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Zachary Carter on Joan Robinson

Summary:
When Joan Robinson arrived at Cambridge University in 1929, nobody expected her to become one of the most important economists of the 20th century — let alone the 21st. She had spent the past three of her nearly 26 years in India, where she lived without professional responsibilities while her husband, Austin, an economist six years her senior, tutored a child maharajah. When Austin returned to Britain to join the Cambridge economics faculty, Joan, who had studied the subject as an undergraduate, felt her own ambitions kindled. But she had entered an environment hostile to women.For 40 years, economics at Cambridge had been dominated by Alfred Marshall, whose intellectual achievements were rivaled only by his misogyny. He’d married Mary Paley, the first woman to lecture in economics at the

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When Joan Robinson arrived at Cambridge University in 1929, nobody expected her to become one of the most important economists of the 20th century — let alone the 21st. She had spent the past three of her nearly 26 years in India, where she lived without professional responsibilities while her husband, Austin, an economist six years her senior, tutored a child maharajah. When Austin returned to Britain to join the Cambridge economics faculty, Joan, who had studied the subject as an undergraduate, felt her own ambitions kindled. But she had entered an environment hostile to women.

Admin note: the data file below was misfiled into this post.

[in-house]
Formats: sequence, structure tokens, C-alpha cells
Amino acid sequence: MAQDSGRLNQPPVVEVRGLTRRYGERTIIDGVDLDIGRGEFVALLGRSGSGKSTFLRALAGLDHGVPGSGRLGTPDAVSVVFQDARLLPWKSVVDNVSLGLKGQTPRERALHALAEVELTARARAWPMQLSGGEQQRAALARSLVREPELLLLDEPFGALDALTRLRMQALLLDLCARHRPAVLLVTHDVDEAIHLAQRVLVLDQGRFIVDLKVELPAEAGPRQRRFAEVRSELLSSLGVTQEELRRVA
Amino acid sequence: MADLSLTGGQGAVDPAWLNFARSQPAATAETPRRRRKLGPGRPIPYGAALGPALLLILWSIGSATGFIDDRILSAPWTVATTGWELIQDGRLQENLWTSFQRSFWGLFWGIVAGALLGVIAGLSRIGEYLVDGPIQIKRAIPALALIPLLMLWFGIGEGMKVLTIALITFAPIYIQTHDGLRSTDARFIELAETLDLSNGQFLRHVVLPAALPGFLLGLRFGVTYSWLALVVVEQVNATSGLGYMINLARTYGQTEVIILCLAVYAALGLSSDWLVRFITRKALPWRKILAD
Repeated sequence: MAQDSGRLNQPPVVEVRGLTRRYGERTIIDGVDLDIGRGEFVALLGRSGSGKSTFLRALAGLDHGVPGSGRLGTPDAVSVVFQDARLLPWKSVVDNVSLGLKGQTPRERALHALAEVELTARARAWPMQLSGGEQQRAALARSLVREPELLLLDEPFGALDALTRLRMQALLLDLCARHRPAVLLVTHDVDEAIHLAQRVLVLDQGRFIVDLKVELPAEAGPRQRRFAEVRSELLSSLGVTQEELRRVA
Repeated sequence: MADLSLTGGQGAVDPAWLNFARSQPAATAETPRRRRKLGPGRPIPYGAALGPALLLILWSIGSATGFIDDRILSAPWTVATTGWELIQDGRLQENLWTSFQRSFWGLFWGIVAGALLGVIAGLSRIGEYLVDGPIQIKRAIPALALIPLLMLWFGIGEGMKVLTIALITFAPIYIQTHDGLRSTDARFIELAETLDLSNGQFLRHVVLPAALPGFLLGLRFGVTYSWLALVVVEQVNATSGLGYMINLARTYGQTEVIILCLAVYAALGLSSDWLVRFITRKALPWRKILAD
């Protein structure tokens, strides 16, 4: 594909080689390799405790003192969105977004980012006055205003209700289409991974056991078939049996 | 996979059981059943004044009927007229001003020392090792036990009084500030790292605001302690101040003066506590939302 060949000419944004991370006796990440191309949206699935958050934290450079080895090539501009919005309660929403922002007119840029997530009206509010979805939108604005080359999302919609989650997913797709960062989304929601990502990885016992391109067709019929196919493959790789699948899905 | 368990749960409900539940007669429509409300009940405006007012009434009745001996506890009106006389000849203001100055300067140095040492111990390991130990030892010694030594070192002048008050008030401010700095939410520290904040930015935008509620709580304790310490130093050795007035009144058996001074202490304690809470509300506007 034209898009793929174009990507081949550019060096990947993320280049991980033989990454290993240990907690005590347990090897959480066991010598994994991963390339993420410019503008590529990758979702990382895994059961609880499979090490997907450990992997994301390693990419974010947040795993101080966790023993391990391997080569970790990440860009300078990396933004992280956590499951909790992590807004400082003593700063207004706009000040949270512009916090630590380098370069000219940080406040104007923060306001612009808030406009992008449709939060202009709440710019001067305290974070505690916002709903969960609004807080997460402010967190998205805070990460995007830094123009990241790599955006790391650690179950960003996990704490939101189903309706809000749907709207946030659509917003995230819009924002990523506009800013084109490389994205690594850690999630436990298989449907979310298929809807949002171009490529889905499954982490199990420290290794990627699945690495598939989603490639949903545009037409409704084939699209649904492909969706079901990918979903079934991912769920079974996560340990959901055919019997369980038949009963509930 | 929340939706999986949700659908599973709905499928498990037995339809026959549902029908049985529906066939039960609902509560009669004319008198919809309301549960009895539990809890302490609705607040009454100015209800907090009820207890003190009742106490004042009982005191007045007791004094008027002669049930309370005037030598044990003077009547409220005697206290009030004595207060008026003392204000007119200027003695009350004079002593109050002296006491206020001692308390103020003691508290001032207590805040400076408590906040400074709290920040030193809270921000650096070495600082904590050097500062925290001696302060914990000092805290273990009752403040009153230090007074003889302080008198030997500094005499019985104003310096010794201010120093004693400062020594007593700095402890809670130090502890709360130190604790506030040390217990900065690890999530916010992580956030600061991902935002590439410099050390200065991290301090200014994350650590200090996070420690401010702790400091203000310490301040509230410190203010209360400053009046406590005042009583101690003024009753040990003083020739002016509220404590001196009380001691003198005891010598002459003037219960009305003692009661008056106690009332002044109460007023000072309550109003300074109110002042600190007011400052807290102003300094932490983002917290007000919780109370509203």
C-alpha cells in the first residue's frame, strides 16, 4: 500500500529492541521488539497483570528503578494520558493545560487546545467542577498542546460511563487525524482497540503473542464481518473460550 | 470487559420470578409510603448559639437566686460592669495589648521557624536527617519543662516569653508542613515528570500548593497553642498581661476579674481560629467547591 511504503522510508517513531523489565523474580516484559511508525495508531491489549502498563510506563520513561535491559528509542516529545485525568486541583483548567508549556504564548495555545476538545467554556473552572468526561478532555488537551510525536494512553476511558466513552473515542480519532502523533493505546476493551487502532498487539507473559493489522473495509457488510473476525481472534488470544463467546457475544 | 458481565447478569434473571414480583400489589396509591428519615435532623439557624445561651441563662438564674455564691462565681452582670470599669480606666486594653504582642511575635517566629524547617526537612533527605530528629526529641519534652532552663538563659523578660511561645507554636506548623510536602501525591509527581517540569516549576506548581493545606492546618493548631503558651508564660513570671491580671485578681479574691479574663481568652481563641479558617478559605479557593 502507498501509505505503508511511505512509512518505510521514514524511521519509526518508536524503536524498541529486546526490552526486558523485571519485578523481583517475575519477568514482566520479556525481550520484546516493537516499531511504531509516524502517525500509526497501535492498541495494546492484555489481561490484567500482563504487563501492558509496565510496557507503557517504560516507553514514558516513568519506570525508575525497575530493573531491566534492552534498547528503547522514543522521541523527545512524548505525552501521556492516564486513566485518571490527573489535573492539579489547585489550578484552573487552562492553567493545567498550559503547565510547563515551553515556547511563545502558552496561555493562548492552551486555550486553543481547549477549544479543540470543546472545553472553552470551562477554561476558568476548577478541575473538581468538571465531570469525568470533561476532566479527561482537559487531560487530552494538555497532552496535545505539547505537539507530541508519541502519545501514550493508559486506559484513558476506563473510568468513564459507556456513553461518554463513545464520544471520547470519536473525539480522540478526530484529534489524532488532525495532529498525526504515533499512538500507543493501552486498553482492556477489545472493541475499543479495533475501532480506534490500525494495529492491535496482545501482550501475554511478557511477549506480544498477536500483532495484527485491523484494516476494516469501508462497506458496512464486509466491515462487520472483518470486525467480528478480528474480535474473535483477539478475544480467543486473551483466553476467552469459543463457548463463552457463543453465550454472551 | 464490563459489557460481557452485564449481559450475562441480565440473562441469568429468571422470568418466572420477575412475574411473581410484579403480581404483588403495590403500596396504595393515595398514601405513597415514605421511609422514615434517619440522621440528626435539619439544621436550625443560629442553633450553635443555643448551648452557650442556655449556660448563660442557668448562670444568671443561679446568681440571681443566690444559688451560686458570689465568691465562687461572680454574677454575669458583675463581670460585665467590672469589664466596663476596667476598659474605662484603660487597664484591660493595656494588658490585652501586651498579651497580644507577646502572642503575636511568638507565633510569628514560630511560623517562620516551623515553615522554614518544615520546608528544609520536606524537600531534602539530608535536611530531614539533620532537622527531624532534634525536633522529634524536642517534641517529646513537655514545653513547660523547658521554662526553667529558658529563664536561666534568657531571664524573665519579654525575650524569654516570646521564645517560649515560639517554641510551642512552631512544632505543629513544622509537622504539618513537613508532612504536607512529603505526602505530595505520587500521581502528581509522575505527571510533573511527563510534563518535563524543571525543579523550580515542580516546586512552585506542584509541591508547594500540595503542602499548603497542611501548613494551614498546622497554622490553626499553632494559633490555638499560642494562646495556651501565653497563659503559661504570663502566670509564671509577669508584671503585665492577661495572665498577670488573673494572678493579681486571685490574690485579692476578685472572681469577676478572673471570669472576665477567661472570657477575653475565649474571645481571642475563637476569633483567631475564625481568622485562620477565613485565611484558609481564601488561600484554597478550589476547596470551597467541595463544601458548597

For 40 years, economics at Cambridge had been dominated by Alfred Marshall, whose intellectual achievements were rivaled only by his misogyny. He’d married Mary Paley, the first woman to lecture in economics at the university, and then promptly destroyed her career, pulling her book out of print. Marshall, a frustrated Robinson noted, treated his wife as a “housekeeper and a secretary.”

But Robinson would avenge her most emphatically. She would go on to devise a new theory that upended Marshall’s intellectual legacy, radically altering our understanding of the relationship between competition and labor power. Now those ideological innovations are shaping the revived debate over antitrust reform.

Marshallian economics was a realm of beautiful symmetries. Supply and demand naturally reached an equilibrium, and workers were paid the precise value of what they contributed to production. So long as companies had to compete on the price and quality of their goods, consumers could force producers to make improvements by purchasing cheaper, superior goods from their competitors. The market would respond to consumers and the wealth of society would increase.